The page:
With St. Patrick’s Day upon us again, I thought you might enjoy this lighter, moister version of the traditional Irish Soda Bread. You don’t need any fancy equipment (although a pair of disposable gloves might be handy…no pun intended), and you probably already have all of the ingredients in your kitchen, right now.
Since this is not a yeast bread, there’s no resting or rising time necessary, so you could be enjoying a lovely warm slice of bread, slathered with butter or jam in just over an hour!
This recipe makes one loaf, but you can double it if you like. And you might want to – this is the best version of this simple peasant-style bread that I’ve ever made. See that small chunk of bread there, below? That’s all that was left of Loaf #1, before I got a chance to take a picture! So, get your oven cranked up to 425º F and let’s get started!
Irish Brown Soda Bread v2.0
- 2 cups unbleached all purpose flour
- 1 cup stone ground whole wheat flour
- 1-1/2 tsp. baking soda
- 1-1/2 tsp. table salt
- 1 Tbs. honey
- 1-1/2 cups buttermilk (at room temperature)
- Additional all purpose flour, for sprinkling over the loaf (or loaves)
Preheat your oven to 425º F.
Mix all of the dry ingredients together in a large bowl.
Add the honey and buttermilk and stir together. As the dough becomes very stiff, you may want to switch to mixing with your (gloved) hands. Continue mixing until all of the dry ingredients are well-incorporated with the liquid, and you can gather it together in the bowl to make a large, rough ball. This is going to be a very slack (wet and sticky), shaggy dough.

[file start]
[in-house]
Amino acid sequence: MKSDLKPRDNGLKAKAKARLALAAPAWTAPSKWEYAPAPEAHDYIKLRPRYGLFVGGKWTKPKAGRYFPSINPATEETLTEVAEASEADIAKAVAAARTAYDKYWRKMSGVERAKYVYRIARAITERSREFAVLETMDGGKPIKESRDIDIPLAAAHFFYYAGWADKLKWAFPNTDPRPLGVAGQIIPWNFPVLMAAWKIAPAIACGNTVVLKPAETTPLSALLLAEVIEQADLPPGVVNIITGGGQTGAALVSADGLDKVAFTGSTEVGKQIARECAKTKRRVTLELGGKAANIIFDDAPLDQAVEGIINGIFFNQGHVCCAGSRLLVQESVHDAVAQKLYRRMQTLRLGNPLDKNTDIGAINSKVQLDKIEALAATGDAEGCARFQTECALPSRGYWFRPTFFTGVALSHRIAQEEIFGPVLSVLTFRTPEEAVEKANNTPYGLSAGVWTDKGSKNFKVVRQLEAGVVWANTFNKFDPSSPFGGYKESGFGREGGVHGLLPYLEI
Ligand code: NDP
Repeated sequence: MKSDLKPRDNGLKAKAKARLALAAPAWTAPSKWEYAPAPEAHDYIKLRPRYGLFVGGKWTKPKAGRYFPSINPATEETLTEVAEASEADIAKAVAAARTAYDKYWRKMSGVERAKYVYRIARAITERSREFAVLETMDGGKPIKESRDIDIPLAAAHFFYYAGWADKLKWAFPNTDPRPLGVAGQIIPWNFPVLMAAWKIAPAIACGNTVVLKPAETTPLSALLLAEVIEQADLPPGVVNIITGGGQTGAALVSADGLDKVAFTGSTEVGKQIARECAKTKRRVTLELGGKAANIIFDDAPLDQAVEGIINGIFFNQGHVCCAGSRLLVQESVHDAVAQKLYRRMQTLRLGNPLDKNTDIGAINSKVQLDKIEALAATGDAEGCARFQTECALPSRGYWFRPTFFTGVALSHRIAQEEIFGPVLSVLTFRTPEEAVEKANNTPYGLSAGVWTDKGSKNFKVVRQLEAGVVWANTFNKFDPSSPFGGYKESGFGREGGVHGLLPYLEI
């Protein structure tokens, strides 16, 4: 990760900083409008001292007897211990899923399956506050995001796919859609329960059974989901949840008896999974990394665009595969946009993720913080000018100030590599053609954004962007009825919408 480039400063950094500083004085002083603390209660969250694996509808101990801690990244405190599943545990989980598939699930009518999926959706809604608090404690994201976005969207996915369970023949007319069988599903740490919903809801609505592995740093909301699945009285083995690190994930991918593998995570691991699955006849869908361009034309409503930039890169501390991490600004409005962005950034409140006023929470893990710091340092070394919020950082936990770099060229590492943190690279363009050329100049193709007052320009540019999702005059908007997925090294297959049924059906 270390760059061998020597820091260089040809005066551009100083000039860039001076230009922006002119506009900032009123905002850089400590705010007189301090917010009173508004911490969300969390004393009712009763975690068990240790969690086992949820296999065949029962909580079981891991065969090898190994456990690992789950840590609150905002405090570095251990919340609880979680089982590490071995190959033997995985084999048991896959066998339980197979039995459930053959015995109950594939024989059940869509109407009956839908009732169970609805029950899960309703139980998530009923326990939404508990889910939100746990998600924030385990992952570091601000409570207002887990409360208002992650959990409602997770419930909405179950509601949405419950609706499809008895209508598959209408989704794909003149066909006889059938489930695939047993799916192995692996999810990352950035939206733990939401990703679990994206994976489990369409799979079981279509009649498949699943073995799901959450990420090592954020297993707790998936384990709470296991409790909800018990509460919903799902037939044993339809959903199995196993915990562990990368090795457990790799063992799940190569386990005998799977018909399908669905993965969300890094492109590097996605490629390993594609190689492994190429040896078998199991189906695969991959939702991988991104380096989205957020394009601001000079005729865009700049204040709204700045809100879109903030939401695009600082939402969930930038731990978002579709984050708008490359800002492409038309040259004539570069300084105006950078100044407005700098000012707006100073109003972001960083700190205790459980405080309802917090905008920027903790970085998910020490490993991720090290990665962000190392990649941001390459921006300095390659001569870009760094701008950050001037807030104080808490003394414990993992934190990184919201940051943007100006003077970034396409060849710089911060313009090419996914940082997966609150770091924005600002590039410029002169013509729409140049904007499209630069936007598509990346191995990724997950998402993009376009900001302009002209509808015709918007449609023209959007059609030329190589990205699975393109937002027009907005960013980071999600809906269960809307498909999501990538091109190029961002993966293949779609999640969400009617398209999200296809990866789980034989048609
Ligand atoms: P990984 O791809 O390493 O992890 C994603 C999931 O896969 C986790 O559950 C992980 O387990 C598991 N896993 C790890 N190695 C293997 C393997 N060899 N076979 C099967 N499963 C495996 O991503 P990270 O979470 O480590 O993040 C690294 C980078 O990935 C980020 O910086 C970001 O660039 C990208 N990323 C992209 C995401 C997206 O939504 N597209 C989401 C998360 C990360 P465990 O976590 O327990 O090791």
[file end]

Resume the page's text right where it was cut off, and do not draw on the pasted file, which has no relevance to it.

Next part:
Sprinkle flour over the top of the loaf liberally. This is going to allow you to handle the dough ball a bit more easily. If you’ve doubled the recipe, divide the dough in half.
Line a baking sheet with a piece of parchment paper.
Place the dough ball on the baking sheet and flatten slightly to about 3 inches thick. With a sharp knife, slash an X in the top (to let the fairies out, of course!). If making two loaves, you can put them on the same baking sheet, about 2 inches apart. Lay a second sheet of parchment paper over the top, to prevent the bread from browning too quickly, and remove for the last 10 minutes of baking.
Bake for 25 – 30 minutes, or until the bread is a dark, crusty brown. The loaf should sound hollow when the bottom is thumped with your thumb, and should read about 195º or above on an instant-read thermometer.
This is not the sort of soda bread that you’re likely to find in the grocery stores or bakeries. It’s not enriched, sweet or cake-like, and it’s not stuffed with raisins or other dried fruits. It is, however, a wonderful rustic bread for slicing and toasting, or making sandwiches, or dunking into your soup or stew. It’s also a great introduction to baking bread, or if you need a loaf of bread fairly quickly.
More St. Patrick’s Day food ideas: